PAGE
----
Hasegawa 1/72 F-18F Super Hornet


E 18


1800 yen at Hobby Link Japan


Two options


Alexander Sidharta


Brand new tooling



You like it or not, Super Hornet has become US Navy’s backbone of the fleet right now, replacing F-14 Tomcat, and will replace F/A-18A/B/C/D baby Hornet as well. Its birth was controversial. But, Tomcat has its age and its maintenance cost are growing higher and higher…

 It’s the brand new tooling of the Super Hornet by Hasegawa that has caused quite a hysteria among 1/72 modelers, including me. I got mine from HLJ, a well-known online store from Japan.


Inside the box, you’ll find 10 sprues in typical Hasegawa grey, 2 smoked clear-part sprues, 4 polycaps and a decal sheet for VFA-102 in 2003, VFA-102 in 2002 and VFA-2 CAG 2003.

 The panel lines of the entire kit are recessed a la Hasegawa, with hundred of recessed rivets everywhere. Cockpit panels are flat and decals for the panels are provided. No side walls details.

 Weapon provided are 2 AIM-9X, 2 AIM-120 (with wrong launcher. Hasegawa gives HARM launcher for AIM-120), 4 Drop tanks, and 2 types of wingtip launchers. For more info and a peek at what comes in the box, please visit the preview.


Less than an hour after I received the kit, I have made the first cut ! Dry fitting the major parts resulting a really convincing start. Looks like I wouldn’t need filler anywhere on the kit, but let’s see…

 My first headache was to decide which marking would be for my Superbug. 2 VFA-102 Diamondbacks markings and VFA-2 Bounty Hunters are all interesting. My choice was then the VFA-2 as I plan to build a F-14D with the same marking in the near future.

 Construction began at…. rear fuselage. That means intakes, installing polycaps for the stabilizers, and back-end (or front-end ?) of the nozzles. All were done nicely except that Hasegawa doesn’t indicate to paint inside of the intakes white. There are also slight gaps on top of the intakes. I chose not to fix it, as it’s quite hidden and still acceptable for me. The backend of the intakes are flat and perhaps any aftermarket brands will produce intake trunks for this area.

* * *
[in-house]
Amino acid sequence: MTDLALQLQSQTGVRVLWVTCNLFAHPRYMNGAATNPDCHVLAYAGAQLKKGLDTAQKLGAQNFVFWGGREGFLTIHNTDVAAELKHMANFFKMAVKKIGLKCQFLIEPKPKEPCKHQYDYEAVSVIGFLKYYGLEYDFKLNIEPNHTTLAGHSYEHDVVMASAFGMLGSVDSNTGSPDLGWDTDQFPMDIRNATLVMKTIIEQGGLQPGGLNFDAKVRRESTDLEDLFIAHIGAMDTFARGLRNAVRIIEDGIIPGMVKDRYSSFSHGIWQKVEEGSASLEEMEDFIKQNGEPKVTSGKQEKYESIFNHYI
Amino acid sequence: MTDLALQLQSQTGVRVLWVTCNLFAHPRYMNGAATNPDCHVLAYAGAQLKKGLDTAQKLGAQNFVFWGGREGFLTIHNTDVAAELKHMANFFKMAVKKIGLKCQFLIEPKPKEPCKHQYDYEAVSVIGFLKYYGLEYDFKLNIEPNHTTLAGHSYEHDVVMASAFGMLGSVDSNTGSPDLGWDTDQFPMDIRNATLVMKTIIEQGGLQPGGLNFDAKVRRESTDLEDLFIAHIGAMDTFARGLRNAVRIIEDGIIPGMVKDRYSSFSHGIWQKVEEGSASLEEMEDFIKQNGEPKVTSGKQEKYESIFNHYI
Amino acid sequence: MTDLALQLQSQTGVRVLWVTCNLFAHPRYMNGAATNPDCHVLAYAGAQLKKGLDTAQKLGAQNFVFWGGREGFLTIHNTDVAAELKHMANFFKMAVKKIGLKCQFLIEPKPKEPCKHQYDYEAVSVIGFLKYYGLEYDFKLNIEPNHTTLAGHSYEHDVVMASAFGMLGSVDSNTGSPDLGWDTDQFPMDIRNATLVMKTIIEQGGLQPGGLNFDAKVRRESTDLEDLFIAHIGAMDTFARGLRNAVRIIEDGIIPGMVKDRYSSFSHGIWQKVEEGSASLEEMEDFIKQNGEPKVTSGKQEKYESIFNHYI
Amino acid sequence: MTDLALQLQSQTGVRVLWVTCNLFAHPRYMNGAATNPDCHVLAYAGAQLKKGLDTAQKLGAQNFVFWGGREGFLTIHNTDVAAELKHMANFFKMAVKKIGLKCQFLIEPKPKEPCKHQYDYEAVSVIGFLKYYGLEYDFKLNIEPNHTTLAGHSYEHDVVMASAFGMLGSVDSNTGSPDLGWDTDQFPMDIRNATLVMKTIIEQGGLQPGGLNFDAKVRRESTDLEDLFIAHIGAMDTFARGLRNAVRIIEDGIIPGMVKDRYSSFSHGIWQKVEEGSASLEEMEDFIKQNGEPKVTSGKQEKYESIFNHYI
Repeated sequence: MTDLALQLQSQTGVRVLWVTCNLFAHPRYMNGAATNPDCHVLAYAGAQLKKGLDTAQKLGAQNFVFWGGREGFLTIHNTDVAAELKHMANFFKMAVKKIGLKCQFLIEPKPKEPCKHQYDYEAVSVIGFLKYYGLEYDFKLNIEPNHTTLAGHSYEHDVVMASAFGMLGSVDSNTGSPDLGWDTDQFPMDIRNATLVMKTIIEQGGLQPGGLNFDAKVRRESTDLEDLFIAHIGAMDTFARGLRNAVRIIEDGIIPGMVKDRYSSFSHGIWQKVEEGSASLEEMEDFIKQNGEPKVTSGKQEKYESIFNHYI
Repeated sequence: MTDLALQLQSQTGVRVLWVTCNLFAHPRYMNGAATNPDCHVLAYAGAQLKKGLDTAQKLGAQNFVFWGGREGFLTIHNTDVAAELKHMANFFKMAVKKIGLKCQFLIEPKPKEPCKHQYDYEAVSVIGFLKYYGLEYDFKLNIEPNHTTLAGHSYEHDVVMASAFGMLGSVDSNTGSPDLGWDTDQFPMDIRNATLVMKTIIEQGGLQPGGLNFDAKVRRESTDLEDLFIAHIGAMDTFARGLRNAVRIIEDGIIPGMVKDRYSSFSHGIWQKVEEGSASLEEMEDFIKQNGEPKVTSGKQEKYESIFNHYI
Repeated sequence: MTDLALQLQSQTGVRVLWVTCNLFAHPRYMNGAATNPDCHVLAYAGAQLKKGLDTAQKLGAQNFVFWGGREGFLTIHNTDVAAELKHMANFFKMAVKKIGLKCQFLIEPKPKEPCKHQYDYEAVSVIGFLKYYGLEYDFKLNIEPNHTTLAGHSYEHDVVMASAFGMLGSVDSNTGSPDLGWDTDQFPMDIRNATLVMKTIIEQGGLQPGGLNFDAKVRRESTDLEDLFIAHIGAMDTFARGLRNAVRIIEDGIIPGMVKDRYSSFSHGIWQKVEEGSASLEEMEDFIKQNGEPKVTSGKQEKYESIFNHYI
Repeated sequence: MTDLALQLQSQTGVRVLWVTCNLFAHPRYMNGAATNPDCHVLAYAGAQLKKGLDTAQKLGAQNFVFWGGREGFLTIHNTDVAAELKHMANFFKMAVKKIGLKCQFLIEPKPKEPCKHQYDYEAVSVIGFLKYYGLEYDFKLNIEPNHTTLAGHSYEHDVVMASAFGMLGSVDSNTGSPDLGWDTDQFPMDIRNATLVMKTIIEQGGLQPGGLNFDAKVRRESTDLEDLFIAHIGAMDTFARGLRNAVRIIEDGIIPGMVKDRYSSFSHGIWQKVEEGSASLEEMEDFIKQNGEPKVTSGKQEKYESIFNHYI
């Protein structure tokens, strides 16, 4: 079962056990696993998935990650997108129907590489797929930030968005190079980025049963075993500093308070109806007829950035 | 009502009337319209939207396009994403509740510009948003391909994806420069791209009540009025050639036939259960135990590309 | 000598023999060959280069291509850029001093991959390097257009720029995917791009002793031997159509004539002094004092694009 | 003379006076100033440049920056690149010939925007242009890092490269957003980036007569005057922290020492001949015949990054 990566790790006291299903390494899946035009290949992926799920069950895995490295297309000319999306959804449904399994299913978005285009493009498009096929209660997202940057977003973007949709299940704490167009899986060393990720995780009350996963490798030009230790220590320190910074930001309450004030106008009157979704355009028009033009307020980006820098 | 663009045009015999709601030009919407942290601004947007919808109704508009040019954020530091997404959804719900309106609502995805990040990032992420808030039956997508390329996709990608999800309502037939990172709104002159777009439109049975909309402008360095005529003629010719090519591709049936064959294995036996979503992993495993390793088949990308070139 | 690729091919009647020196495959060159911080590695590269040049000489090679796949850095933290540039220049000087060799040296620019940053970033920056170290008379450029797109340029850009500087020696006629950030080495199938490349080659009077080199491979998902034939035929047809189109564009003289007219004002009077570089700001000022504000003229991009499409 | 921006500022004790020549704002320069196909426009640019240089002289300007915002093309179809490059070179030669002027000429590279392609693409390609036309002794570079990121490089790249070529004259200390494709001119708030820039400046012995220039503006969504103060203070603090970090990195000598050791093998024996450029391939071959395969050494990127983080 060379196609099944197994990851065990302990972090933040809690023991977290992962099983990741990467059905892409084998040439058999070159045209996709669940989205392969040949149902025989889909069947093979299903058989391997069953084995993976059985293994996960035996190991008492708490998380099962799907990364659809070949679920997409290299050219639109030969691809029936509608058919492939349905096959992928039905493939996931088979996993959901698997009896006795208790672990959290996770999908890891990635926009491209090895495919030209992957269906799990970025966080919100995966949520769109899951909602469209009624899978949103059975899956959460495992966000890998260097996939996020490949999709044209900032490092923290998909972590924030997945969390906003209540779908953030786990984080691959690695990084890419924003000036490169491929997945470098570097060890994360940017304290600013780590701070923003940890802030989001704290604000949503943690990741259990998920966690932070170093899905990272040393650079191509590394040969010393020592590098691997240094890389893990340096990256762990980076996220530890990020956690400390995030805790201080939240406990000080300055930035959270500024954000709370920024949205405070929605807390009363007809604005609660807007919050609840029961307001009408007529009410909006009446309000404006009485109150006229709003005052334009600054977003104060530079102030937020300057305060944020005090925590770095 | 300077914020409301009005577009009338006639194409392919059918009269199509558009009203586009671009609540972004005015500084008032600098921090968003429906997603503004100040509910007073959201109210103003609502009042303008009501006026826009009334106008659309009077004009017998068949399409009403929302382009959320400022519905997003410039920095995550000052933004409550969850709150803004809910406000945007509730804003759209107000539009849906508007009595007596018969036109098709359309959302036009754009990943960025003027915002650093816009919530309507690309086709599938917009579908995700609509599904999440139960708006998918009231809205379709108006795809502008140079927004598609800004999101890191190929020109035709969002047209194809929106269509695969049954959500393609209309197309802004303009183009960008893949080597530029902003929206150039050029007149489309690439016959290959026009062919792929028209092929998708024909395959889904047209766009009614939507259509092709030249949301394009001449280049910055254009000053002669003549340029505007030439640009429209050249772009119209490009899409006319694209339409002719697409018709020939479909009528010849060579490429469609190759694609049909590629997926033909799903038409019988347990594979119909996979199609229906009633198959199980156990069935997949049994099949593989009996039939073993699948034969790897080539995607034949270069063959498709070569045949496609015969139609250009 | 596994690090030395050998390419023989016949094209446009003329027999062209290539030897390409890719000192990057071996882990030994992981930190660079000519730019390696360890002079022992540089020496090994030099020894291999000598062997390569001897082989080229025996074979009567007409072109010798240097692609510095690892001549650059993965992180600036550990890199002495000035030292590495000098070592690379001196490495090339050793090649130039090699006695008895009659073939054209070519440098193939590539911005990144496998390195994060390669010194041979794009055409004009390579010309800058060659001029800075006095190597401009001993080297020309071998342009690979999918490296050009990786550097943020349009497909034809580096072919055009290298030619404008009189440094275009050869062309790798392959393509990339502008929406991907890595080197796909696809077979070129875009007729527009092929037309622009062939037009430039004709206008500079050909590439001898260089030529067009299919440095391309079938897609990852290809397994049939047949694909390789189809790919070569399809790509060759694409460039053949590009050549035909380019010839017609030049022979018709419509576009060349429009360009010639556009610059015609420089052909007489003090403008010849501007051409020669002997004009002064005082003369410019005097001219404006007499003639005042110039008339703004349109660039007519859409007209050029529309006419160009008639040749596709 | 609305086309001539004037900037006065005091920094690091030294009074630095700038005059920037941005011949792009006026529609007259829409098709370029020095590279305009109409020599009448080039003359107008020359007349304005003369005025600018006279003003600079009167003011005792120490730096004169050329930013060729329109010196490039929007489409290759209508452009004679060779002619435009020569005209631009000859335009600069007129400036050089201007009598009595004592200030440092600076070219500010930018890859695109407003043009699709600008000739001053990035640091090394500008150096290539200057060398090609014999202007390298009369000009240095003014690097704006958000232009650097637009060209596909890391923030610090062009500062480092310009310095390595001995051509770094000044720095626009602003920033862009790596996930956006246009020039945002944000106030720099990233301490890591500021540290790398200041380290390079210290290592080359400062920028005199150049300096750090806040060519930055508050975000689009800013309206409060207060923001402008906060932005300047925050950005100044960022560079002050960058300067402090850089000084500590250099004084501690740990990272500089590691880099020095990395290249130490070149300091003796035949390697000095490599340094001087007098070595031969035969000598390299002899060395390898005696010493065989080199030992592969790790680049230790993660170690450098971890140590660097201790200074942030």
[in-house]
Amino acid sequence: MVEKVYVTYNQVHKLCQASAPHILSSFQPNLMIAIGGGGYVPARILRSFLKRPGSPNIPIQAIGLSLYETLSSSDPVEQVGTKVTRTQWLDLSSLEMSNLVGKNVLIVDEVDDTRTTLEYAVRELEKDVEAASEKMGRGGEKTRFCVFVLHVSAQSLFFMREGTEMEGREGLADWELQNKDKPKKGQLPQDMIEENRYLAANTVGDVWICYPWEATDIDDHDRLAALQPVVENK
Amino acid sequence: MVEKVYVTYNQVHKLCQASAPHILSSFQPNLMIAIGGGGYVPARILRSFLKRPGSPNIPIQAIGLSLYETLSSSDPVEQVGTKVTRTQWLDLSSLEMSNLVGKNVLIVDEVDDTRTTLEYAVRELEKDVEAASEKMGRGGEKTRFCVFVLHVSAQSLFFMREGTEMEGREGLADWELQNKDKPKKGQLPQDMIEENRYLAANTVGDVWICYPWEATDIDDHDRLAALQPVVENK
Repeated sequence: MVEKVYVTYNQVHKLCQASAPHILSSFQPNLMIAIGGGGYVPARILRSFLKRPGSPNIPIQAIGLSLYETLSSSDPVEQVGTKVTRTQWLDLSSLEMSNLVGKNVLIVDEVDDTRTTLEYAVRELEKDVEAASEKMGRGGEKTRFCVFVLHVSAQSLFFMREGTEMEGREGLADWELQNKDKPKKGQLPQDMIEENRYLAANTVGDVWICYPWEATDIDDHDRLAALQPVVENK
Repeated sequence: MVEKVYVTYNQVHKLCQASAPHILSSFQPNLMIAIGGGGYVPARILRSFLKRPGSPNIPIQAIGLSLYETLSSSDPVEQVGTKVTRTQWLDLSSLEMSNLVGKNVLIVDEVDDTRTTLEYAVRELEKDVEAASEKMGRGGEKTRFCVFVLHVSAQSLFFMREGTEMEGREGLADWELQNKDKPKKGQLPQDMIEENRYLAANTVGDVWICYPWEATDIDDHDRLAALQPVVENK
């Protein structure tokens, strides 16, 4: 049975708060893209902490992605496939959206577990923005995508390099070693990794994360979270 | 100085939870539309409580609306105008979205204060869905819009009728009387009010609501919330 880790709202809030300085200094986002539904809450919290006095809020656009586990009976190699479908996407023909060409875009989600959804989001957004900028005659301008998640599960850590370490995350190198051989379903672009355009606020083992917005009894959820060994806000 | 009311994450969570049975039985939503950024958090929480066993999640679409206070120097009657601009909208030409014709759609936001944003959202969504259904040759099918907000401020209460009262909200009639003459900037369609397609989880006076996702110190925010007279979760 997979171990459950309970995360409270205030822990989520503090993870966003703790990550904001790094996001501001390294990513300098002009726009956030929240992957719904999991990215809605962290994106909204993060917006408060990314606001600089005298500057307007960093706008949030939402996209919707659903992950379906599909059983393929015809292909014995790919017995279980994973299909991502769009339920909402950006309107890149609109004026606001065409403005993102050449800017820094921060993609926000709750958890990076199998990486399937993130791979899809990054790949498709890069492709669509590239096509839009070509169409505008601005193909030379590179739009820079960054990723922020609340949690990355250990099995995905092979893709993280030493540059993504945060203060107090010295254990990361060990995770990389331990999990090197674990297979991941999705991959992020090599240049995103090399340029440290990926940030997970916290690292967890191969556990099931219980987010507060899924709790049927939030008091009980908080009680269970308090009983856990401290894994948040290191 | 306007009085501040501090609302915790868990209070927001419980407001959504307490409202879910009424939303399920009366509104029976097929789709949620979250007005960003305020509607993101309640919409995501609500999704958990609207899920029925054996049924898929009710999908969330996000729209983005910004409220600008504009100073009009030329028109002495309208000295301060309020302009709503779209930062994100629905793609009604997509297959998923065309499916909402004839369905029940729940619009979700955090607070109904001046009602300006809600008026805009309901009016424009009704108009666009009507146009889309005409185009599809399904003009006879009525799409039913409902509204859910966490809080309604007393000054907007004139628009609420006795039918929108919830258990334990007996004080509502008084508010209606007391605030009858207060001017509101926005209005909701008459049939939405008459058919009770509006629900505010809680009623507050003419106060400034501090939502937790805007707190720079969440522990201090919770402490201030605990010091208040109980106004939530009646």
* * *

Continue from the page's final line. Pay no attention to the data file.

The construction then moved to the cockpit. I tried to ask for help from Hornet-experts Joe Hegedus & Dave Roof (thanks to you both!) on the color of sidewalls. Both suggested painting the sidewalls black. (Just FYI, in the latest 'F/A-18E/F Super Hornet in Detail and Scale', it appears that the sidewalls are the standard FS36231 Dark Gull Grey. Ed) I detailed the sidewalls using “baby Hornet” sidewalls as my guidance. It wouldn’t be accurate but I had no single picture at that time. Also I cut the MFDs from panel decals, applied them to 0.02 styrene then glued to the front panels. For a 1/72 kit, they look OK and add 3-dimensional look to the cockpit.

 I corrected the gun hole as the kit gives a vertical one before inserting the cockpit into the front fuselage. The part breakage reminds me of that Italeri kit I built before. Then, the rear and front fuselage joined up. I used a little filler just below the windshield where the upper/rear fuselage met the lower/front one. It is because my additional details of the cockpit have deformed the cockpit area a little bit.

 Wings, fins, gears, pylons, etc were done without problem. Pylons are correctly outboard canted, although I didn’t measure whether they are correctly 4 degrees canted out or not.

 Hasegawa provides smoke clear parts, but there is a mould line at the center of the canopy. I sanded it smooth and polished it back to clarity. Future came as usual to add glare to the canopy.


I painted my Superbug using Gunze Sangyo lacquer-based paint. It was my first time using Gunze lacquer and the result was superb! Gunze’s result looks bluer than Model Master paint I usually use.

 Decaling was coming next and then I airbrushed Future all over the model to protect the decals and let it alone for a day. Oil-paint wash was next just enough to bring out the panel lines and the rivets. I didn’t weather my Super Hornet as I want it in clean condition. I used MM’s Semi Gloss Coat instead of Flat coat for final finish.


In my personal opinion, this is the type of kit I expect from Hasegawa, and of course from any other kit brands. It falls together nicely, very nice details and there is room for improvement or aftermarket stuff. I highly recommend it.


- various internet sites. 

Alexander Sidharta

February 2004

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